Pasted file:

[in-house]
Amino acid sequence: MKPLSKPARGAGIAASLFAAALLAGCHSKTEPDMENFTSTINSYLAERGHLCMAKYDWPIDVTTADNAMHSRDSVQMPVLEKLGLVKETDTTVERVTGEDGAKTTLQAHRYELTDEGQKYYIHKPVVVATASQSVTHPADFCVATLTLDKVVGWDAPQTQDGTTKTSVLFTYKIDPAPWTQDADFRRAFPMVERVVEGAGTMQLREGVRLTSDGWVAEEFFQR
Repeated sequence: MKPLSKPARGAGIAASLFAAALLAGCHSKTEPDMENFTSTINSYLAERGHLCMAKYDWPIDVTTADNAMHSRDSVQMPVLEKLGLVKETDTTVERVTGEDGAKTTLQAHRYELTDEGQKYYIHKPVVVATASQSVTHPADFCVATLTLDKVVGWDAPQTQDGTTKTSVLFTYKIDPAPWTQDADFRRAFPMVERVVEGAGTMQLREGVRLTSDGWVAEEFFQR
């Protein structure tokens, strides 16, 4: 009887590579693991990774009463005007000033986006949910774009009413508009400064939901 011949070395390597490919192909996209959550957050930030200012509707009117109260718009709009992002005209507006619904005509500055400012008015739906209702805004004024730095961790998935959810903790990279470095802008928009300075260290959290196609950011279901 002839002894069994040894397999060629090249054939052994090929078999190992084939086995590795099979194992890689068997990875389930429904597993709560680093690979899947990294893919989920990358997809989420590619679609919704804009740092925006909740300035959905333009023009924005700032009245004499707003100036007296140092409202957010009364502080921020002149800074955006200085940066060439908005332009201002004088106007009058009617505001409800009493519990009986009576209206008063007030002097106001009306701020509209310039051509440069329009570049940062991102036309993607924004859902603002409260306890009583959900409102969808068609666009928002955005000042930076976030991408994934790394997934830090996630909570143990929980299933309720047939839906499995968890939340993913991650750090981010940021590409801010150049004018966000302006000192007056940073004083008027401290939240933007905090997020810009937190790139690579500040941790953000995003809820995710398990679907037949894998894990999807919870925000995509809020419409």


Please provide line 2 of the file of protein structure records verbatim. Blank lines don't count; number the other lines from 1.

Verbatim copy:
Amino acid sequence: MKPLSKPARGAGIAASLFAAALLAGCHSKTEPDMENFTSTINSYLAERGHLCMAKYDWPIDVTTADNAMHSRDSVQMPVLEKLGLVKETDTTVERVTGEDGAKTTLQAHRYELTDEGQKYYIHKPVVVATASQSVTHPADFCVATLTLDKVVGWDAPQTQDGTTKTSVLFTYKIDPAPWTQDADFRRAFPMVERVVEGAGTMQLREGVRLTSDGWVAEEFFQR